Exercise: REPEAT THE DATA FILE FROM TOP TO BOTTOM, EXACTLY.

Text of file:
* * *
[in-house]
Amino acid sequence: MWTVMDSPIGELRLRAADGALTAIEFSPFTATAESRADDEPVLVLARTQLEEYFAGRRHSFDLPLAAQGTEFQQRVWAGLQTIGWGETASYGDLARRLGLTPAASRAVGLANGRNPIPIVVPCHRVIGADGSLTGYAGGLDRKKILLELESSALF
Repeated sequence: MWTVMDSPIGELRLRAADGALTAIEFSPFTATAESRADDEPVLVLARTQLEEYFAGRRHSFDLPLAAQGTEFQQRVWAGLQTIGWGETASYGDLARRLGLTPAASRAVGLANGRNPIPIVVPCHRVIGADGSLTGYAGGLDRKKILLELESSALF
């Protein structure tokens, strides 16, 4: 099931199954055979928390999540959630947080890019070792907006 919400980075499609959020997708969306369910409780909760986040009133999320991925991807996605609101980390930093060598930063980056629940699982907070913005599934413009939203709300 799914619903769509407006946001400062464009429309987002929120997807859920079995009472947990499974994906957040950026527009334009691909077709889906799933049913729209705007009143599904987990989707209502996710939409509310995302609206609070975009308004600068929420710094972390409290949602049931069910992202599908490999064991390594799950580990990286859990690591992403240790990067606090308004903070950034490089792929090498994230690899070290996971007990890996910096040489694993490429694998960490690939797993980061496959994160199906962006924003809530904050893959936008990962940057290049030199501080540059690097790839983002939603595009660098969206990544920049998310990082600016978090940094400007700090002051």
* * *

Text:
[in-house]
Amino acid sequence: MWTVMDSPIGELRLRAADGALTAIEFSPFTATAESRADDEPVLVLARTQLEEYFAGRRHSFDLPLAAQGTEFQQRVWAGLQTIGWGETASYGDLARRLGLTPAASRAVGLANGRNPIPIVVPCHRVIGADGSLTGYAGGLDRKKILLELESSALF
Repeated sequence: MWTVMDSPIGELRLRAADGALTAIEFSPFTATAESRADDEPVLVLARTQLEEYFAGRRHSFDLPLAAQGTEFQQRVWAGLQTIGWGETASYGDLARRLGLTPAASRAVGLANGRNPIPIVVPCHRVIGADGSLTGYAGGLDRKKILLELESSALF
């Protein structure tokens, strides 16, 4: 099931199954055979928390999540959630947080890019070792907006 919400980075499609959020997708969306369910409780909760986040009133999320991925991807996605609101980390930093060598930063980056629940699982907070913005599934413009939203709300 799914619903769509407006946001400062464009429309987002929120997807859920079995009472947990499974994906957040950026527009334009691909077709889906799933049913729209705007009143599904987990989707209502996710939409509310995302609206609070975009308004600068929420710094972390409290949602049931069910992202599908490999064991390594799950580990990286859990690591992403240790990067606090308004903070950034490089792929090498994230690899070290996971007990890996910096040489694993490429694998960490690939797993980061496959994160199906962006924003809530904050893959936008990962940057290049030199501080540059690097790839983002939603595009660098969206990544920049998310990082600016978090940094400007700090002051």